Welcome to economics!
It’s supply v. demand, pure and simple. There is not a lot of supply for manuals, but even less demand.
As for which will last longer, I think its a bit of a wash. Most automatics nowadays will likely outlive the car body itself, so I think their longevity issues are massively over-hyped. Not that long ago, it was a significant issue, but now? Not so much, IMO. Manual transmissions will tend to last longer, sure - but if the body wears out at the same rate, does it matter? The bigger question with manuals isn’t the transmission itself, but the clutch. If you don’t drive the car properly, the clutch will likely wear out well before an automatic transmission would. And on some cars, replacing the clutch is a bear and a half. Some coworkers have spent upwards of $1200-1500 replacing their clutches recently.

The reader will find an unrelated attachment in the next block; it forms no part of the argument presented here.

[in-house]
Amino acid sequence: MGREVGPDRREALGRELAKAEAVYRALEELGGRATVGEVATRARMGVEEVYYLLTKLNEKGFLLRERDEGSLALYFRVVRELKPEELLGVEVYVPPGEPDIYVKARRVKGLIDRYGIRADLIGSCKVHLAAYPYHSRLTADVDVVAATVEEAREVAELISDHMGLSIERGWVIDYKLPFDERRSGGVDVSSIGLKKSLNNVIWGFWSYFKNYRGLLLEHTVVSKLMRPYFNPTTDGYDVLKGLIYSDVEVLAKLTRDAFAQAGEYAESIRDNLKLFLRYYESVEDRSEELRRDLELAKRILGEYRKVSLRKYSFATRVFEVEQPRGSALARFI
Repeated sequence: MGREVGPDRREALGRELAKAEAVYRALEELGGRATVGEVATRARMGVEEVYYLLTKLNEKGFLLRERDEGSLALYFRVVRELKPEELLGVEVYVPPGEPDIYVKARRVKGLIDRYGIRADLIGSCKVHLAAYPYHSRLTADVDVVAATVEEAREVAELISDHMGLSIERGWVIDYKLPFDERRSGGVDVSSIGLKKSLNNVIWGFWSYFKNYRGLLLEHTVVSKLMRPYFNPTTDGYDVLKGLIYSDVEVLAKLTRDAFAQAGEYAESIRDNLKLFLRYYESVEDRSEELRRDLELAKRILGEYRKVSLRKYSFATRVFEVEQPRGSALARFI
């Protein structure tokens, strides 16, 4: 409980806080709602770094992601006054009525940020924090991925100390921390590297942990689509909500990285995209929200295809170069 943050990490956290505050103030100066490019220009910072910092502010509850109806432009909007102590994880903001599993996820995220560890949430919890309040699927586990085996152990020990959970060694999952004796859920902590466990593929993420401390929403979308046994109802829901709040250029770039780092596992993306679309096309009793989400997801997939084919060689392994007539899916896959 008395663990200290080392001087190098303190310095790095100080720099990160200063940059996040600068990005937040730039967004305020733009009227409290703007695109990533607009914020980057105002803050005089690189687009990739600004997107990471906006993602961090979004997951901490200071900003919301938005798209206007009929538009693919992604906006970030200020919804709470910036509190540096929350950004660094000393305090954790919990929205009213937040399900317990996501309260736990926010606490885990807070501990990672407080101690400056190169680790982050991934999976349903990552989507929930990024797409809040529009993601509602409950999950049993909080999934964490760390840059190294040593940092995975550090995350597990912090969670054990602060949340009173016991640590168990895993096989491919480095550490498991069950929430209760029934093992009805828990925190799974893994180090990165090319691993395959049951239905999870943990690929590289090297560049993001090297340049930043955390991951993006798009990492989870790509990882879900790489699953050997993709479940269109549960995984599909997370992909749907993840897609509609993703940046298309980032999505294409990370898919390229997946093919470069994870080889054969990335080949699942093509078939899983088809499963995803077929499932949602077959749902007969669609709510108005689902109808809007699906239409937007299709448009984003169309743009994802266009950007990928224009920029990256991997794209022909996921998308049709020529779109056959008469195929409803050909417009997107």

Of course, the line between the two is getting blurred rapidly. Now you have some automatics that are really nothing but computer controlled manual transmissions. In fact, if you bought a new Ford Focus with an automatic transmission, that is what you would get - a dual clutch automatic, where you essentially have two manual transmissions, one with 1st, 3rd, 5th, and reverse gears and the other with 2nd, 4th, and 6th. They’re hardly any different than a manual in function, except they’re automatically controlled. And thanks to that control, the clutches should last much longer than you would get from an average driver in a classic manual transmission vehicle.